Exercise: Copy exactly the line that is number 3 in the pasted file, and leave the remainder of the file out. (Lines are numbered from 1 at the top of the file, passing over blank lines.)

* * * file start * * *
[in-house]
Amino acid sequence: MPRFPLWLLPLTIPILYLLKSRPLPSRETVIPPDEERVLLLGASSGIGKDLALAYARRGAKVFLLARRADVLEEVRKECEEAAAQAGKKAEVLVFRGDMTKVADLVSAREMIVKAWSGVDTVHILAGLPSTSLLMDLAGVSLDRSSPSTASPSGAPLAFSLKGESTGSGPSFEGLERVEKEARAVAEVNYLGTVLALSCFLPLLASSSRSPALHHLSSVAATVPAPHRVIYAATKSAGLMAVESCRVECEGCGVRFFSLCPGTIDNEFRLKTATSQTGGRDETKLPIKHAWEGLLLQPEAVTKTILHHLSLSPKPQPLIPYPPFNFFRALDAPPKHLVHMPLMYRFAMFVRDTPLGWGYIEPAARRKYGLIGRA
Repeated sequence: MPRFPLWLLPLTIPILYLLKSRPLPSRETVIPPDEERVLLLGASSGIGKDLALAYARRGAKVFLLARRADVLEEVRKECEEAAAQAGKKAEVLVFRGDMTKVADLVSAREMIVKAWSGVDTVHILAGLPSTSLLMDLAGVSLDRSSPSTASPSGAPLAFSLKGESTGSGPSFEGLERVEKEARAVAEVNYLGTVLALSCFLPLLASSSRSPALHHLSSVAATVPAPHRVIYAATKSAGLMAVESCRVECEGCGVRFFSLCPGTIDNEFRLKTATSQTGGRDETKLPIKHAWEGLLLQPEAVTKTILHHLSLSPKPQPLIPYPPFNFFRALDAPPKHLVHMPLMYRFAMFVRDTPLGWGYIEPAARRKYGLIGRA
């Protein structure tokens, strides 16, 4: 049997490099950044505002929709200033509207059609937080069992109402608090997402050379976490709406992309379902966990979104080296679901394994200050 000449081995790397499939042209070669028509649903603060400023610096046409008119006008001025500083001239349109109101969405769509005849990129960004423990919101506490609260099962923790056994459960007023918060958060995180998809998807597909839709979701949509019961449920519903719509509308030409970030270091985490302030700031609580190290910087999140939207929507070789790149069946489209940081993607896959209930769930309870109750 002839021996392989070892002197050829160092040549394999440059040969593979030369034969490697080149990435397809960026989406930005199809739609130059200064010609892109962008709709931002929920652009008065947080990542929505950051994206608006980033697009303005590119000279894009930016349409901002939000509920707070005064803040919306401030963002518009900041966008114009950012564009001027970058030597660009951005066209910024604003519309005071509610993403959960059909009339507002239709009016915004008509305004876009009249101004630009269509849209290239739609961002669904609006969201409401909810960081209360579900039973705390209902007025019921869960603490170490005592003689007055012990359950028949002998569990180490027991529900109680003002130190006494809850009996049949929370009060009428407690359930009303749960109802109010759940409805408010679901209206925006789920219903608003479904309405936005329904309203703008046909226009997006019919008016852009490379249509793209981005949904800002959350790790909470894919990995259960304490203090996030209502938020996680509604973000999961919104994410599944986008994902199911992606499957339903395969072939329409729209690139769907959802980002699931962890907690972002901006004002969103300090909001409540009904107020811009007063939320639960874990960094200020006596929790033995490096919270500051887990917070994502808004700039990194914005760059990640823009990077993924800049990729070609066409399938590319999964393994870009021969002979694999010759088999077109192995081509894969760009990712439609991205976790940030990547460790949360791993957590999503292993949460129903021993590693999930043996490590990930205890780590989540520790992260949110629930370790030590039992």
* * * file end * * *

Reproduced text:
Repeated sequence: MPRFPLWLLPLTIPILYLLKSRPLPSRETVIPPDEERVLLLGASSGIGKDLALAYARRGAKVFLLARRADVLEEVRKECEEAAAQAGKKAEVLVFRGDMTKVADLVSAREMIVKAWSGVDTVHILAGLPSTSLLMDLAGVSLDRSSPSTASPSGAPLAFSLKGESTGSGPSFEGLERVEKEARAVAEVNYLGTVLALSCFLPLLASSSRSPALHHLSSVAATVPAPHRVIYAATKSAGLMAVESCRVECEGCGVRFFSLCPGTIDNEFRLKTATSQTGGRDETKLPIKHAWEGLLLQPEAVTKTILHHLSLSPKPQPLIPYPPFNFFRALDAPPKHLVHMPLMYRFAMFVRDTPLGWGYIEPAARRKYGLIGRA